By studying genes that affect drug metabolism, scientists are beginning to understand better why certain individuals respond differently to medications. Will this field of study, called pharmacogenomics, contribute to a new era of “individualized medicine,” the tailoring of medical treatment to individuals with psychiatric disorders?

Scolnick: Again, I think it’s a long way off because we’re just starting to find the genes and then there are the genes that affect the metabolism of the drug, and those will be different in different people, so it’s a long way before we can do that. Ultimately, that’s what will happen in most of medicine over the next, I don’t know, 10 years, 50 years. It’s really hard to tell, but ultimately that’s the way it’s going to be.

Coyle: I agree that pharmacogenomics will have a substantial impact on psychiatric treatment. I think we’ll look back at this time with our DSM-IV (fourth edition of the Diagnostic and Statistical Manual), and see it as an incredibly naïve way of categorizing these disorders.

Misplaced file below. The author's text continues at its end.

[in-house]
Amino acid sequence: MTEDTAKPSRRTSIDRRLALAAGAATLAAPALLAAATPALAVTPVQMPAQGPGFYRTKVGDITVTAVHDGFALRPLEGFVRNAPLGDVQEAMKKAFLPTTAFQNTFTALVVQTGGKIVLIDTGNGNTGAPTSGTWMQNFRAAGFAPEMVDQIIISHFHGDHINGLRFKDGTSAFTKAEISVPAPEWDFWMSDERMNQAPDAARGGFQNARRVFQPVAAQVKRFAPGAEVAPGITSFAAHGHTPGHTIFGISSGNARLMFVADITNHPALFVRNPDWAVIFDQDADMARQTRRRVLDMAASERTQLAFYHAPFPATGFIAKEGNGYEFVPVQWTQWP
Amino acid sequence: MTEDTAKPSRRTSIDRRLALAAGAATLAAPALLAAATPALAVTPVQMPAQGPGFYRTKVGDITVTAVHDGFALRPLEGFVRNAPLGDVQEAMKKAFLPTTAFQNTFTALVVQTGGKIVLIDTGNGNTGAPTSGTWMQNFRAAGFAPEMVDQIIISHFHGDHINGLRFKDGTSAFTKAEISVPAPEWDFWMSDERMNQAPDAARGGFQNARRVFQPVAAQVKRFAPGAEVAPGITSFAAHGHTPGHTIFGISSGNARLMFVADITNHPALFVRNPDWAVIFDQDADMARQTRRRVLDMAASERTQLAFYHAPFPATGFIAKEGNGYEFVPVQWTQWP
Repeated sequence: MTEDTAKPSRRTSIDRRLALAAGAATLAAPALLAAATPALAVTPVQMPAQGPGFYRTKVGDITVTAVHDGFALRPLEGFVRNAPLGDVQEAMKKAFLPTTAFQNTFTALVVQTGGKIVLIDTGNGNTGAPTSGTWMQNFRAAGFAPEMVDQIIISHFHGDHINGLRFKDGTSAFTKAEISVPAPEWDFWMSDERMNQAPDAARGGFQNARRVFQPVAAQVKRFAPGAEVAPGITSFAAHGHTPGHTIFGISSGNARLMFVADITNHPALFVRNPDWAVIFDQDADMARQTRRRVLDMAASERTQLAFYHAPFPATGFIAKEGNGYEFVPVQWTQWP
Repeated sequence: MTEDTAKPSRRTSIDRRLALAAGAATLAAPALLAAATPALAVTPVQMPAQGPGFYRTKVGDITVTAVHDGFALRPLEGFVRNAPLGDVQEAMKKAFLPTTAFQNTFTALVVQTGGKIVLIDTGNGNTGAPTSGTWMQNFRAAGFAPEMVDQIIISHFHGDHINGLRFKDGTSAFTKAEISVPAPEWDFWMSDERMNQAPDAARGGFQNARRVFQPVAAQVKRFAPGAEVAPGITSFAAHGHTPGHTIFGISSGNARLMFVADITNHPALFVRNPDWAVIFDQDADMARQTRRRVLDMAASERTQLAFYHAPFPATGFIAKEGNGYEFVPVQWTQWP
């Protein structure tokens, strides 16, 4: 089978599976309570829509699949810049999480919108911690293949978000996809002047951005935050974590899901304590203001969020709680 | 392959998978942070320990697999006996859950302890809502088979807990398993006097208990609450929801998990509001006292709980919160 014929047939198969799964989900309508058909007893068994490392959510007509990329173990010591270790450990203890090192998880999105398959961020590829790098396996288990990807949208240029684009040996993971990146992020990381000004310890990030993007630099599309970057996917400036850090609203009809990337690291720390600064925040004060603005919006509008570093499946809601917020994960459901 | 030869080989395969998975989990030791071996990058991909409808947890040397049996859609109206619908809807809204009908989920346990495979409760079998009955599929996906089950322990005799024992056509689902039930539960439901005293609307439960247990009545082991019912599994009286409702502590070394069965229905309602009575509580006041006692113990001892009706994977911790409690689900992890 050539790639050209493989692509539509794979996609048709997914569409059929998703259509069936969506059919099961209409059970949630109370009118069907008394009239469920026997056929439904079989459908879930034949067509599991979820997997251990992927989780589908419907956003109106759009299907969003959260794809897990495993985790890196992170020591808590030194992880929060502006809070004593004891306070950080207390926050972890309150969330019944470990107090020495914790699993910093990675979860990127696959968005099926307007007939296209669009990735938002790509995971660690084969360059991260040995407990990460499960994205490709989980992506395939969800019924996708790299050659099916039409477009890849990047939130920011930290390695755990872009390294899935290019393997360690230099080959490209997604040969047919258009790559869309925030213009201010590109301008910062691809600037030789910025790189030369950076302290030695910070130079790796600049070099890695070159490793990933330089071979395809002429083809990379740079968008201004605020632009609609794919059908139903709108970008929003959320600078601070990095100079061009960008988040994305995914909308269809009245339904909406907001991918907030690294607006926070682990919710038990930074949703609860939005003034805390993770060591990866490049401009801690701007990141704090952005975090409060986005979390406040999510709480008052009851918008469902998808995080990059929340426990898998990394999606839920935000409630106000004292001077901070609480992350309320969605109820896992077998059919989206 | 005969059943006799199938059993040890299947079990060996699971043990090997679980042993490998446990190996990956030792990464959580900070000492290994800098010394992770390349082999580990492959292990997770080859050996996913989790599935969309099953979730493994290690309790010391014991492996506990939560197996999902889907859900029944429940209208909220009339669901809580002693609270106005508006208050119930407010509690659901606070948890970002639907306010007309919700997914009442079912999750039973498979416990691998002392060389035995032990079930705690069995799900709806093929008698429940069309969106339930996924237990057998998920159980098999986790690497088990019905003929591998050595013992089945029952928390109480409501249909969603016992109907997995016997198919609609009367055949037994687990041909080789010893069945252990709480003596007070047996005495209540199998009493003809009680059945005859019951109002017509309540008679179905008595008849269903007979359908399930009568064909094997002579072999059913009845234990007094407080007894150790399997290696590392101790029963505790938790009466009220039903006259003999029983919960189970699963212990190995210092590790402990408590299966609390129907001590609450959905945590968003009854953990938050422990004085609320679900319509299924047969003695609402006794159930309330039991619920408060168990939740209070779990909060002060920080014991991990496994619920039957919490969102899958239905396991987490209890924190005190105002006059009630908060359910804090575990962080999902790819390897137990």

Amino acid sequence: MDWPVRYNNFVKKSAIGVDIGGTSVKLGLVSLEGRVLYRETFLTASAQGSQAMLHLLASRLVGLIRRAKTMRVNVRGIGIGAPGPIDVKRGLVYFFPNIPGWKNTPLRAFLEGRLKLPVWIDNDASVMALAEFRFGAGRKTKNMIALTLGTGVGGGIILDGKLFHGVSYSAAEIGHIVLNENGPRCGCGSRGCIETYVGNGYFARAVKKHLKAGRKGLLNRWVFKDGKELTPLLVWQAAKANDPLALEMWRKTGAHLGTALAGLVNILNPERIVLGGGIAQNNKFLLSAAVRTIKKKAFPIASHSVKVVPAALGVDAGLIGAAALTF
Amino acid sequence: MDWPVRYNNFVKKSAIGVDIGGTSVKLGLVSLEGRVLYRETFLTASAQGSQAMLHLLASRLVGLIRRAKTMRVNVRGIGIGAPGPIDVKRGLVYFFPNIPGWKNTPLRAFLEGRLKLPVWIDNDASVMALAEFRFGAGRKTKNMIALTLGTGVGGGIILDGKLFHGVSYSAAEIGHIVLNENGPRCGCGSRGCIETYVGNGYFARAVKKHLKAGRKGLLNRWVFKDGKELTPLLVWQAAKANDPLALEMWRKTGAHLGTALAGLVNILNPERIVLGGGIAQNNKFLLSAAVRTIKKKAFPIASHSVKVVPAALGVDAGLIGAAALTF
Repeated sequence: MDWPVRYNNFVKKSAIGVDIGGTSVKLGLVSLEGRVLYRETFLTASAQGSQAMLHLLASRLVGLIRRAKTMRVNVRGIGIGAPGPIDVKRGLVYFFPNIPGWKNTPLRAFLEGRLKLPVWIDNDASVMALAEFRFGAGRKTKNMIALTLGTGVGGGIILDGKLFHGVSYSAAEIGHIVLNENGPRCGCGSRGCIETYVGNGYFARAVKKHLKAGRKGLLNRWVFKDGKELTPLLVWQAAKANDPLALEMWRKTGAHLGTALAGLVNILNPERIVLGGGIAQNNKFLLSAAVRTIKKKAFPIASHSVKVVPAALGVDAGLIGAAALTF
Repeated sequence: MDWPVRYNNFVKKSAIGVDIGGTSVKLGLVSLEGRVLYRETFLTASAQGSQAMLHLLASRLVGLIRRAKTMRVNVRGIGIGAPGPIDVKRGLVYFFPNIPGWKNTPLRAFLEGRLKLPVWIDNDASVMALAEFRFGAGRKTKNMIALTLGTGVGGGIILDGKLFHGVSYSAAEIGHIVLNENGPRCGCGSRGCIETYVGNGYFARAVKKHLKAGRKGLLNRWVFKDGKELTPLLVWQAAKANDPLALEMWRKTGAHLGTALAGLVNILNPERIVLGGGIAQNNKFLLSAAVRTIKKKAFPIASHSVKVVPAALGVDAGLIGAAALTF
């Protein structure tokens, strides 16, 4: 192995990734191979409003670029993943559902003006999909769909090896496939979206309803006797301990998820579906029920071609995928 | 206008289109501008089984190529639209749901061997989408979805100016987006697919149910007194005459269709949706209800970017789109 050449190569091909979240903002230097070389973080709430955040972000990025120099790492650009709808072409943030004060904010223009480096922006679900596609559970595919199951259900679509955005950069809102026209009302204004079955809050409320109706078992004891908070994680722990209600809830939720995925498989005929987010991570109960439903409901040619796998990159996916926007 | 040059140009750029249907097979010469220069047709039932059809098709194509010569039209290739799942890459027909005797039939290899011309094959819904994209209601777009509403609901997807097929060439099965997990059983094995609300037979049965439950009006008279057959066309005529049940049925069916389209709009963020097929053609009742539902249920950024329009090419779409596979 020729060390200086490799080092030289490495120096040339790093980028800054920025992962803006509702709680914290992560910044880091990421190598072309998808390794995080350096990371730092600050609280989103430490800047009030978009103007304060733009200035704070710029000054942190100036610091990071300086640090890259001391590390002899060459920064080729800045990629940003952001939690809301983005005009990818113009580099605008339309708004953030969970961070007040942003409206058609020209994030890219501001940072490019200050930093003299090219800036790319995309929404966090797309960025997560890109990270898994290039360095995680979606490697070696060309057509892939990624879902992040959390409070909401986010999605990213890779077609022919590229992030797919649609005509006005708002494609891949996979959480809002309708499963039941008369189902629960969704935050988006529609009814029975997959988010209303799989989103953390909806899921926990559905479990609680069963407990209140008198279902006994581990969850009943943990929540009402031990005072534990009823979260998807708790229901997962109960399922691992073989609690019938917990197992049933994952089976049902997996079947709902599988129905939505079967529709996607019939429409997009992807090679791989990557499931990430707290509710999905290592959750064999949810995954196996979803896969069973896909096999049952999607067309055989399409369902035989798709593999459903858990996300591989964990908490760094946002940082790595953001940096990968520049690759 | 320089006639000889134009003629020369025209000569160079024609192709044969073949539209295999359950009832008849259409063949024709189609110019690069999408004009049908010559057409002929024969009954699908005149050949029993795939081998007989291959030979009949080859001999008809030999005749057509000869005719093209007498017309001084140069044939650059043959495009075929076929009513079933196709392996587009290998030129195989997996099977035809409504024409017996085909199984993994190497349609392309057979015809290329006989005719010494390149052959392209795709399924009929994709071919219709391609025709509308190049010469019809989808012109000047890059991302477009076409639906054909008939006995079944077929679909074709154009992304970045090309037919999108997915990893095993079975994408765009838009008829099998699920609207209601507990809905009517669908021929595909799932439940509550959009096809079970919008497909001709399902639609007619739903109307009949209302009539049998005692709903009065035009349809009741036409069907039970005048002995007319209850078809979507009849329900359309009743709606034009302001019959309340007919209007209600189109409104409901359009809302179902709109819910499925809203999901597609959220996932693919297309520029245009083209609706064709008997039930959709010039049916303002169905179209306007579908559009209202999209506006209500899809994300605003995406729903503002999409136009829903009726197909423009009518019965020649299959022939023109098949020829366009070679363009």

The manual is a catalog of mental disorders based on diagnostic characteristics that have been developed through epidemiological studies. For example, we’ve worked really hard to try to separate schizophrenia from bipolar disorder, both of which are characterized by psychosis. Now with these genetic studies, it looks like there may be risk genes unique to each disorder; some may be shared by both. Once we understand the genetics better, we’ll have a very different take on how to parse these disorders out, and therefore how to treat them.